Thomas M. Sawyer, Jr. during World War II. Courtesy of the Archives of the American Field Service and AFS Intercultural Programs (AFS Archives.) This image cannot be reproduced without appropriate credit, or outside the guidelines of United States Fair Use (17 U.S.C., Section 107) without advance permission from the AFS Archives.
Thomas M. Sawyer, Jr. during World War II. Courtesy of the Archives of the American Field Service and AFS Intercultural Programs (AFS Archives.) This image cannot be reproduced outside the guidelines of United States Fair Use (17 U.S.C., Section 107) without advance permission from the AFS Archives.

Thomas M. Sawyer was teaching English at a school in Honolulu, Hawaii, when Pearl Harbor was attacked on December 7, 1941. After discovering he could not enlist with the U.S. Army, Sawyer volunteered for the American Field Service as a volunteer ambulance driver. He was sent to India in October and served with the 14th British Army in the Burma Campaign of 1943-1944. He was transferred to Italy in January 1945, serving with the British Liberation Armies in Belgium, Holland, and Germany until June, when he was released from service.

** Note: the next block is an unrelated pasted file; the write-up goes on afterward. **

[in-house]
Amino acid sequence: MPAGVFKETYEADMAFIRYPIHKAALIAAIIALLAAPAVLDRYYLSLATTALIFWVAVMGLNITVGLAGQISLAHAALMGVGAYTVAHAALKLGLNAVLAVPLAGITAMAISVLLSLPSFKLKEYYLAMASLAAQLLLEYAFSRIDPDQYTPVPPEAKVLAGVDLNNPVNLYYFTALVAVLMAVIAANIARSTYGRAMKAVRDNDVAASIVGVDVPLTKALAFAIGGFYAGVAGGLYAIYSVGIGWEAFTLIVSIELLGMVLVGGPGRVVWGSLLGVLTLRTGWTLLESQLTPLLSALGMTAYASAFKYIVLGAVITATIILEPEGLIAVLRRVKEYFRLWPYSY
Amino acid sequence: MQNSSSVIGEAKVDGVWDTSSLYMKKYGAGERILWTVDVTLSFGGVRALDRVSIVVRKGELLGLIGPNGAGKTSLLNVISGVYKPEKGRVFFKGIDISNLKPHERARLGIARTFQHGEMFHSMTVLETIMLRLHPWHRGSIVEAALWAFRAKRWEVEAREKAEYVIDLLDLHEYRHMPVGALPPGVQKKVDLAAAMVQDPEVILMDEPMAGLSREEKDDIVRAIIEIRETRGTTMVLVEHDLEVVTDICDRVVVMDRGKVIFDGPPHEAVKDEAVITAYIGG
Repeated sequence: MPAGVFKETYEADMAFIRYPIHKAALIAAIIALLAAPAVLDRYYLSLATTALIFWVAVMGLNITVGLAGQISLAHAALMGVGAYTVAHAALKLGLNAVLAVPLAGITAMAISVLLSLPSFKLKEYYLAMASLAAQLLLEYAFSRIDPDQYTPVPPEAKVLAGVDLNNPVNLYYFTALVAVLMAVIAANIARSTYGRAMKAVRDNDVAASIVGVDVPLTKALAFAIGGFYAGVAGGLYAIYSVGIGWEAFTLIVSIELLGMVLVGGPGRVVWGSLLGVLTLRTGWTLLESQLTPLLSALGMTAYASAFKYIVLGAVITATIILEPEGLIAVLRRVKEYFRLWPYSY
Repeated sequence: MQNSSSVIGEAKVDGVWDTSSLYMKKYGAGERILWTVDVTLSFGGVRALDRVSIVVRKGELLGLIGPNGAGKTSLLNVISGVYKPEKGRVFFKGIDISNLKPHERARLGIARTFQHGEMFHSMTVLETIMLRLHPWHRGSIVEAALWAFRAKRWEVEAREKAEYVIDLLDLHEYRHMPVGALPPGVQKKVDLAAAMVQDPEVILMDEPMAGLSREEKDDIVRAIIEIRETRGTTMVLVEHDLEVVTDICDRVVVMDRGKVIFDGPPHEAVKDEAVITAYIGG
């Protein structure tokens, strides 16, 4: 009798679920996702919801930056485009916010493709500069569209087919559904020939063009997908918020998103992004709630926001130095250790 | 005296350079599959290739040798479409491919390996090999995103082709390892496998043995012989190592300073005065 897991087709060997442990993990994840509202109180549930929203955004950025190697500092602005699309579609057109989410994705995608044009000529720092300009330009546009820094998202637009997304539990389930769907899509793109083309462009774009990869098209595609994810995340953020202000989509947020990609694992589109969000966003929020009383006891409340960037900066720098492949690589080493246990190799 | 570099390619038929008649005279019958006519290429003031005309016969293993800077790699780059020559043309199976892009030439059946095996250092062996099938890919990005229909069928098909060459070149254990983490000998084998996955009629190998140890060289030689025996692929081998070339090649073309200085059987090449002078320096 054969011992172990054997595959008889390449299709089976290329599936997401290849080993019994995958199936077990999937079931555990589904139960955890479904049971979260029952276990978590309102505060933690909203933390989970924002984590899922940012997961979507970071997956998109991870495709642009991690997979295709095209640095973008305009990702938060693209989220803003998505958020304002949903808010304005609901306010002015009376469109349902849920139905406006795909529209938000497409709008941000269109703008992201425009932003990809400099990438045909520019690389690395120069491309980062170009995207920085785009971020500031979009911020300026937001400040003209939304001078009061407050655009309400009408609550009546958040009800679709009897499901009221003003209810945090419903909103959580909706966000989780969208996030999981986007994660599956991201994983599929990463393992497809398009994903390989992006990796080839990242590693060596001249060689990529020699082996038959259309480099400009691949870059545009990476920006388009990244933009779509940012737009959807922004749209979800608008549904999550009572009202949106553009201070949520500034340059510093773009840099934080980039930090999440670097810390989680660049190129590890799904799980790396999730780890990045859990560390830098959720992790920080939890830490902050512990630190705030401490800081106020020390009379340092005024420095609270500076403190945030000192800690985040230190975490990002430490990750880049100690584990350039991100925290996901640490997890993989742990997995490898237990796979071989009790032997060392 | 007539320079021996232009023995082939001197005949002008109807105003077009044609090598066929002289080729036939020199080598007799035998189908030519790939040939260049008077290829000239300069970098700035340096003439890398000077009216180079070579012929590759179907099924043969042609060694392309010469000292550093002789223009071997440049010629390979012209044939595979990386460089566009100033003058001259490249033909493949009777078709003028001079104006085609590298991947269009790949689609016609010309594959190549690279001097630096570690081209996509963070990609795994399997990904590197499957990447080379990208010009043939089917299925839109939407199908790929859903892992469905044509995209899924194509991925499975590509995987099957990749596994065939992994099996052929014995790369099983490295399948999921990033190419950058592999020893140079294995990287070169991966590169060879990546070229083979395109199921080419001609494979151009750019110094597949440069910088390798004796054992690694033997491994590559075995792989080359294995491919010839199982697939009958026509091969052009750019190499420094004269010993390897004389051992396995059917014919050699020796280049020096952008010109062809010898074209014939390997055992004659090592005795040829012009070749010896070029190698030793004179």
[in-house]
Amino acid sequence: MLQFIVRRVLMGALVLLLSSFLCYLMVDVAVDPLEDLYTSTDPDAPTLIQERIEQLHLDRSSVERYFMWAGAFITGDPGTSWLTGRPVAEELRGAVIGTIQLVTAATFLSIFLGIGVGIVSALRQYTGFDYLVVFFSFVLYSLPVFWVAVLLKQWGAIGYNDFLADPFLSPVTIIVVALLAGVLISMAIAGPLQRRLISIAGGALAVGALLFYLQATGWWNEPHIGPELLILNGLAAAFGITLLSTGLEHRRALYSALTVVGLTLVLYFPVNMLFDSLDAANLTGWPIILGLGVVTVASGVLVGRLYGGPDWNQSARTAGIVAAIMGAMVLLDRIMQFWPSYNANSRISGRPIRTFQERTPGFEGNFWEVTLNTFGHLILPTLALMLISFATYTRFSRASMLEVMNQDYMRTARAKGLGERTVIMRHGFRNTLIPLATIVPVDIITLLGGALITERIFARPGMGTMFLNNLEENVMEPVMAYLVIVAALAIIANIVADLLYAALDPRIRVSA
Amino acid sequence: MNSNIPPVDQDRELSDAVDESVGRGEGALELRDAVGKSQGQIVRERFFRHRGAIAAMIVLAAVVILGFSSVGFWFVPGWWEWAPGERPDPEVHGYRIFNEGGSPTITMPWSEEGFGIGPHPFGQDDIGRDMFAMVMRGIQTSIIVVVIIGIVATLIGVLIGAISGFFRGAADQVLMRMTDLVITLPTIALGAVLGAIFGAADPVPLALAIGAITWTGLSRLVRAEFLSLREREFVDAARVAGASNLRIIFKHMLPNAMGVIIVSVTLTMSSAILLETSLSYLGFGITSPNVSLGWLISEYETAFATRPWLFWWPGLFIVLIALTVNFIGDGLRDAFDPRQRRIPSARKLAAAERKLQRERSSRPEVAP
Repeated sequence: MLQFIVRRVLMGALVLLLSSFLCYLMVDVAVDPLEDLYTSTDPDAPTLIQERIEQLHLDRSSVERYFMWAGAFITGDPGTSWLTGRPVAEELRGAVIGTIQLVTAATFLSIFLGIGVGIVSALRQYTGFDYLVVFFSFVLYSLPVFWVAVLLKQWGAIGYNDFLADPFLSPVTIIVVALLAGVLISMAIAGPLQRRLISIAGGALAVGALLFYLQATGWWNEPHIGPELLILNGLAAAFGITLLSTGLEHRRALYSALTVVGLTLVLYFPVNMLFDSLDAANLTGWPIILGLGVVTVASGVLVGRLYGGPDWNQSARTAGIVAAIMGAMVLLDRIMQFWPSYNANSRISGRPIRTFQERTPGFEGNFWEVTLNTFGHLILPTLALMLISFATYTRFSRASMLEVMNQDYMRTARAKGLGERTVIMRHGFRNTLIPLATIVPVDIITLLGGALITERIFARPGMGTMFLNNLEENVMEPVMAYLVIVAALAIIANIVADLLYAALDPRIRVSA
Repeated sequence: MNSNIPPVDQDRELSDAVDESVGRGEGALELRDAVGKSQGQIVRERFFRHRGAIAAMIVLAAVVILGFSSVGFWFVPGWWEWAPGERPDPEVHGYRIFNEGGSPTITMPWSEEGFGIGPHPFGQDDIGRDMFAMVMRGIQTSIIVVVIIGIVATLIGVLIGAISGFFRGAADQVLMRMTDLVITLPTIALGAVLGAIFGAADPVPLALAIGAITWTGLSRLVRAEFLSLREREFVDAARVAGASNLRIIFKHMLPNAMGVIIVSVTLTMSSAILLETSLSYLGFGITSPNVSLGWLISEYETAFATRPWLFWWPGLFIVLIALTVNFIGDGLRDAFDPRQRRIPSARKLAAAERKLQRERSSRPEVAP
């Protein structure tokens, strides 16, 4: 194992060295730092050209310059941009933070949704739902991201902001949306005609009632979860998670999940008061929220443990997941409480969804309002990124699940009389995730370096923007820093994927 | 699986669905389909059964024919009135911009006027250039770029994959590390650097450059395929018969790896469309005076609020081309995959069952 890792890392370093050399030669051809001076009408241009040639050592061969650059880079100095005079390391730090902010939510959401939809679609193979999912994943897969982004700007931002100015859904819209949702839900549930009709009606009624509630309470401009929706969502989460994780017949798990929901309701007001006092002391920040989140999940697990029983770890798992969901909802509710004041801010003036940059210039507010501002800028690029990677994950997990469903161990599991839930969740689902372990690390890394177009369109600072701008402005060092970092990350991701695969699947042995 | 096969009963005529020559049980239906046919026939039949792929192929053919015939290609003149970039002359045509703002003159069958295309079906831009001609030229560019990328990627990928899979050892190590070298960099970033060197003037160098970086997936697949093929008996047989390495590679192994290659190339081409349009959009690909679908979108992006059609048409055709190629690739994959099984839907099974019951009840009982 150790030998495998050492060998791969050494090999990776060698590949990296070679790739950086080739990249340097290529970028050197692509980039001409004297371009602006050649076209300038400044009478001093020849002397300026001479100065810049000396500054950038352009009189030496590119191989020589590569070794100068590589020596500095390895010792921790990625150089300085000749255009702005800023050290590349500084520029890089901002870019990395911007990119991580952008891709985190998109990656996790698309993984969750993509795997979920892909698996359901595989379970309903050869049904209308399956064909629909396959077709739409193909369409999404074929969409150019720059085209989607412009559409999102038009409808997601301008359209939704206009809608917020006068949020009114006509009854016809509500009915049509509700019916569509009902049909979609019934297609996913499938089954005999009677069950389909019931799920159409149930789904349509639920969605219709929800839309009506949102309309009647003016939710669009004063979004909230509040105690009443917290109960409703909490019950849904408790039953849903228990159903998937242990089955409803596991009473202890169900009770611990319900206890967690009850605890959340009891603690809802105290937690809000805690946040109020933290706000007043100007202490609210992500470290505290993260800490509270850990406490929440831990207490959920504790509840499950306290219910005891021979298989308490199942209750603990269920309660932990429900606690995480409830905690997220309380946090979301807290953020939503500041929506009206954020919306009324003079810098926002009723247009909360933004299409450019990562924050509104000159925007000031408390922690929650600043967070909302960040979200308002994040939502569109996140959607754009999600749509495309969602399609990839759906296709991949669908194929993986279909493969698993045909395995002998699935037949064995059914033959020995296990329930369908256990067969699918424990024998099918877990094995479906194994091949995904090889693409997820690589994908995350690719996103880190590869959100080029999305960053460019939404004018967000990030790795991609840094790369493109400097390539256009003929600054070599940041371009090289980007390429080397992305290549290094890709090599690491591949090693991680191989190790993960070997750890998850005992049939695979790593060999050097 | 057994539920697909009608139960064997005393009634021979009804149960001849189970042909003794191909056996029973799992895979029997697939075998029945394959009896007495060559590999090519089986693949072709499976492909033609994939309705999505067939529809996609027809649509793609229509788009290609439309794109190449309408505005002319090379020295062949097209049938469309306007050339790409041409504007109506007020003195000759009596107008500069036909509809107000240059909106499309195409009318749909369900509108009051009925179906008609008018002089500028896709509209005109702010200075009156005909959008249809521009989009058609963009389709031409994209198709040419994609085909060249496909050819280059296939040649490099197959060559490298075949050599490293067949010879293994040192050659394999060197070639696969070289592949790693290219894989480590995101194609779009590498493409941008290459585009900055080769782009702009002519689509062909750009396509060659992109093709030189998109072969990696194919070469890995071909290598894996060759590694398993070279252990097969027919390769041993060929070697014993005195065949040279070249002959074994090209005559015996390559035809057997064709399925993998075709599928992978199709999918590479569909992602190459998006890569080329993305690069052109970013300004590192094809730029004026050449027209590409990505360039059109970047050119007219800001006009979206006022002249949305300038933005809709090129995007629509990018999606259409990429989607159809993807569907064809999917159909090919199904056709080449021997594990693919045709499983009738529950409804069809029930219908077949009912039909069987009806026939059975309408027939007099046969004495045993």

During his service in Burma Sawyer found a Japanese flag and a “belt of thousand stitches” (known as a Senninbari, which was given to Japanese soldiers by women as a symbol of good luck during the war), near Sittaung on the Chindwin River.  Many years later he discovered the items originally belonged to Asajiro Igarashi, a Japanese soldier who died in battle in Burma on September 21, 1944 at age 27.  Sawyer coordinated to have the flag and belt of a thousand stitches returned to Igarashi’s widow, Teru, in 1988 after he was able to locate her. Teru lived in the same house she lived in when she sent Asajiro off to war in early 1944.  Sawyer enclosed a letter with the items, noting:

“Everyone who was involved in those campaigns learned that war is hard, cruel, frightening business. And they now feel that those men who marched with them- and those who marched against them- have gone through the same trial and now together make up a brotherhood of men committed to a world based on law and justice rather than conflict and war.”

Teru sent Sawyer a letter of appreciation for delivering her husband’s last possessions to her and their two daughters, and thanked him for his kind words.

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